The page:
I recommend you do this every year from now on out. If you take away 10% of your lowest paying clients each year, you open up space for higher-paying ones. This is not an exact science, of course, but if you’re constantly harried writing for 20-cents-a-word markets, when are you ever going to find the time, motivation, and urgency to pitch $1-a-word ones?
2. Build relationships
Relationships matter. Even more now and every year here on after. Relationships with editors, with fellow freelancers, with your readers. Set the tone for your communications, for your business.
3. Set up a website
If you haven’t already, set up your writing website right away. A blog or newsletter is a good thing to have. Not only does it bring you readers, but increasingly, younger editors and readers do not trust static websites. Surely, as a writer, you have something to say?
4. Increase your annual income goal by 10-20%
If you haven’t met last year’s income goal, try to determine why not.
If you had spectacular success, figure out where your best clients came from and double down on that marketing channel.
5. Attend networking events
Meet your editors. If you can arrange it, meet editors you haven’t worked with so that they can hire you. Go to conferences. Talk to other writers. Join journalism or writing organizations.
6. Hire an accountant
If need be, set yourself up as a business. Avail all tax benefits when you can. Get on the ball about this now and your life will become easier in the future.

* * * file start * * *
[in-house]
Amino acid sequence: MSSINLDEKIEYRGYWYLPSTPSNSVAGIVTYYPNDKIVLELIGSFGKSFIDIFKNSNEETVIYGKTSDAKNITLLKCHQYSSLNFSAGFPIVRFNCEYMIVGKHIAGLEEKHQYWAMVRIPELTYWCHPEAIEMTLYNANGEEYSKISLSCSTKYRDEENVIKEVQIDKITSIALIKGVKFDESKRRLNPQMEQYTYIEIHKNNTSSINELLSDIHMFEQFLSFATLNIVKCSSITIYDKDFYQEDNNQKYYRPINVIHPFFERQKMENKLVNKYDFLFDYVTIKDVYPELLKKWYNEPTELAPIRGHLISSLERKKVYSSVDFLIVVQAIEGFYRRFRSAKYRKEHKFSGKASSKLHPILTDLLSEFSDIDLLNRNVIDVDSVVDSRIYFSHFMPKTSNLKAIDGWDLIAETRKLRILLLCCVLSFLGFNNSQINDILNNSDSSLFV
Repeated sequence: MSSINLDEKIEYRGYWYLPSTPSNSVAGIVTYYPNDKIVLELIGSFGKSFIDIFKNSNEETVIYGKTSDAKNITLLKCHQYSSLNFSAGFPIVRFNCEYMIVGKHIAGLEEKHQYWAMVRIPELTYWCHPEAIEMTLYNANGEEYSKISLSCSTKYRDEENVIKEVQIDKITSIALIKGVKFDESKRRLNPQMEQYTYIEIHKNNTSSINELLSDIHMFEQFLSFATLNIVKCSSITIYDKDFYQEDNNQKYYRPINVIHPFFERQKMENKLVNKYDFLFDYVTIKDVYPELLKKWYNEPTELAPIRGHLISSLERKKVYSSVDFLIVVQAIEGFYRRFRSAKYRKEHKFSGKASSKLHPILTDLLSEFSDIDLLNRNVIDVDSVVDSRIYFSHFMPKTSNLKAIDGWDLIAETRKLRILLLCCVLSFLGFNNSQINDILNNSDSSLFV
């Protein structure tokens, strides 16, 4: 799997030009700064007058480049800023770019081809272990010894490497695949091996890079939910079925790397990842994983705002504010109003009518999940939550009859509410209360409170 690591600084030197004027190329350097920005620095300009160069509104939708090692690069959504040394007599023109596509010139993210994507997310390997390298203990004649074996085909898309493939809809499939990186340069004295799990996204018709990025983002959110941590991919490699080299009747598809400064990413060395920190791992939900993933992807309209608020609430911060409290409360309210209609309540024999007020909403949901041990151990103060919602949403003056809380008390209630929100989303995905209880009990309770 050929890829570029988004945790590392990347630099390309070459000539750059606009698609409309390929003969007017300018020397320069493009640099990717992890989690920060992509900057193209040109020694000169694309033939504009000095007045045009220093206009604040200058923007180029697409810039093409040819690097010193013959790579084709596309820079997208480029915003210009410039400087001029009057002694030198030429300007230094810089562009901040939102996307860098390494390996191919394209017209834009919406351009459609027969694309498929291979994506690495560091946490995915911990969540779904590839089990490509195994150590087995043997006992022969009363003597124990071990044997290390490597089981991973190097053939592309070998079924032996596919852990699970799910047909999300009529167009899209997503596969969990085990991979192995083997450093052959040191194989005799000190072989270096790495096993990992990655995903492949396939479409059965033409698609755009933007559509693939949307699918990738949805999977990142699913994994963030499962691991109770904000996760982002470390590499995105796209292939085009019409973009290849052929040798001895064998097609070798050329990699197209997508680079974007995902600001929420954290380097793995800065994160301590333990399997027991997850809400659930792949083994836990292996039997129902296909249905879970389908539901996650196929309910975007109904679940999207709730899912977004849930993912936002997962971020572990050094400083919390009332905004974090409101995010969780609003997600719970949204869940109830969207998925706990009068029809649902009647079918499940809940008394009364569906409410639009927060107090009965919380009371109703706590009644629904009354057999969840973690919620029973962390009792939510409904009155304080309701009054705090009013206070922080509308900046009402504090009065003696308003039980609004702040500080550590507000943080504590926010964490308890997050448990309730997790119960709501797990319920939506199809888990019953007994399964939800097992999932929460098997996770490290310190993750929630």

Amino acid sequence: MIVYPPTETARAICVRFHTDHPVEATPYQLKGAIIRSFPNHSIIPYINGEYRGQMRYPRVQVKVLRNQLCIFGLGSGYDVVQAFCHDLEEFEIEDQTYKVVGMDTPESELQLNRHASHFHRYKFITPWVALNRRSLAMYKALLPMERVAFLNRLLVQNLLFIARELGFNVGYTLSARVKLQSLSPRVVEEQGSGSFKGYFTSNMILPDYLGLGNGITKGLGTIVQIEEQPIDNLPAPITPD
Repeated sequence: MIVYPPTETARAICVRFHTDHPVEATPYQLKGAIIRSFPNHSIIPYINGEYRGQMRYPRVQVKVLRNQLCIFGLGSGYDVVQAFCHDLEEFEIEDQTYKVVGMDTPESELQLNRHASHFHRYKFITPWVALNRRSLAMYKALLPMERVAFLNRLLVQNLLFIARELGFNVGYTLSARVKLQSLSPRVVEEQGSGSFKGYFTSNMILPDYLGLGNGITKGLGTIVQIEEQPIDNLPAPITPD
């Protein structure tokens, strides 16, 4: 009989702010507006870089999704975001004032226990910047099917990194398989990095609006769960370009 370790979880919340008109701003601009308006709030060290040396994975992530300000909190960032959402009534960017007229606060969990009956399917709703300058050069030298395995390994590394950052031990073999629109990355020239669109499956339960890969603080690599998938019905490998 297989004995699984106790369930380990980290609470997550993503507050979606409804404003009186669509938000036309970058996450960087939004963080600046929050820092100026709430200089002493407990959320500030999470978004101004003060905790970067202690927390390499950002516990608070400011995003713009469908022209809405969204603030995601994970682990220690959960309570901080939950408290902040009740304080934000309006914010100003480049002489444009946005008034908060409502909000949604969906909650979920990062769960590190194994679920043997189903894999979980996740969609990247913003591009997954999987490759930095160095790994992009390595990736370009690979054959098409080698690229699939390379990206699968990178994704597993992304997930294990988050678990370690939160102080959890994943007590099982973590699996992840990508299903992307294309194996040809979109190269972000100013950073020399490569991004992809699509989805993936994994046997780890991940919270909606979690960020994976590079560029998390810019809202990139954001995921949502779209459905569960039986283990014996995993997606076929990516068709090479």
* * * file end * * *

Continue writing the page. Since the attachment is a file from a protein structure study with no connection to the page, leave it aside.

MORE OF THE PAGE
7. Start targeting your dream publications
You’ve had enough practice. If you haven’t been doing this already, it’s now time to hit the major leagues. Don’t wait to begin on your dreams. Start today.
8. Pitch, pitch, pitch
Need I say more?
And that’s it. A step-by-step freelance writing three-year plan that will help set you up for success.
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Natasha Khullar Relph
Founder and Editor, The Wordling
Natasha Khullar Relph is an award-winning journalist and author with bylines in The New York Times, TIME CNN, BBC, ABC News, Ms. Marie Claire, Vogue, and more.
She is the founder of The Wordling, a weekly business newsletter for journalists, authors, and content creators.
Natasha has mentored over 1,000 writers, helping them break into dream publications and build six-figure careers. She is the author of Shut Up and Write: The No-Nonsense, No B.S. Guide to Getting Words on the Page and several other books.